You know what’s really fun? Finding something to blame our bad eating habits on. Like, “My grandma ate this way and she lived to be 90,” or “Healthy food is too expensive.” Somehow that plate of nachos just tastes better if we can justify why we’re eating it besides “Because I want to.”
This latest excuse is interesting: We eat more comfort food as adults if our first few days of life were stressful. Comfort food meaning a less than stellar choice in terms of health. For most of us, it’s pizza, ice cream, mac and cheese, or something of the like.
Well, you would think if anyone is unstressed it’d be a newborn infant. All they have to do is sleep, drink milk, and get their diaper changed by someone else. I do suppose the whole squeezing out of a tiny opening in the human body could end up being quite stressful. But can the first few days of life really influence something as far out as adult eating preferences?
Apparently. In mice, anyway. A study in Society for the Study of Ingestive Behavior compared newborn mice that experience stress in the first few days of life to mice that were in a sound environment. Later they compared their preference for comfort food. Turns out, the stressed out mice turned to comfort food more often than the mice that were lucky enough to experience bliss in early life. The increased preference for comfort food is thought to come from a hormonal stress response, where the mice are eating to relieve anxiety.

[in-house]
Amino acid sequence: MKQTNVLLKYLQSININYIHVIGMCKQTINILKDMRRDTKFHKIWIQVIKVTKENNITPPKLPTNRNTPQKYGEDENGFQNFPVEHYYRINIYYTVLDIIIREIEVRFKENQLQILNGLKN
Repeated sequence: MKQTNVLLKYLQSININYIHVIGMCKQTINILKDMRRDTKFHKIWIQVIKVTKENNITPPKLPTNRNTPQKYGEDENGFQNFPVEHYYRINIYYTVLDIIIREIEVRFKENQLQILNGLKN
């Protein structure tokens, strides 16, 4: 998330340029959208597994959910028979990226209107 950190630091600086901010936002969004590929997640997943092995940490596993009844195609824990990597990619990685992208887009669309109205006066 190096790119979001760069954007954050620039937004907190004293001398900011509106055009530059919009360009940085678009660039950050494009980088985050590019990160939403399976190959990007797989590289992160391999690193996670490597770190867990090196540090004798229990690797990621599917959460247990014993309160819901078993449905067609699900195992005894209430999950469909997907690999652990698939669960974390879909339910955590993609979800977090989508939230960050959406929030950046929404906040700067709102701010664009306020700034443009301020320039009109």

While I find this interesting, I don’t know if I personally see the implications of this in terms of preventing obesity. Don’t most people already do whatever they can to make sure their newborn infant is protected, safe, and comfortable? I do think, however, the link between anxiety and comfort food eating plays a big role in our ever-increasing weight as a nation. We’re under more pressure to raise our kids right, to keep our jobs, to excel at everything, and to make everything bigger and better. What’s not to be stressed about? Perhaps mellowing out and using alternative coping mechanisms ought to be our answer to weight loss, instead of de-stressing infants.
I suppose the only other way to combat this early-on predictor of future eating behaviors is to counteract it in the days and years that follow. I don’t know whether my son felt stressed his first few days of life – maybe one day I’ll ask him. But I do know that I’m trying to do everything I can to make sure he grows up to be a happy and healthy adult. I breastfed him exclusively until he was 6 months old. I introduced veggies as his first food: sweet potatoes and avocados were his favorite. I try to serve him a variety of flavors and tastes, and continue offering them to him even if he doesn’t like them. I try to eat well in front of him, and show him it’s fun to exercise. Whether this will pay off in a few years, or many years, remains to be seen. Let’s hope so!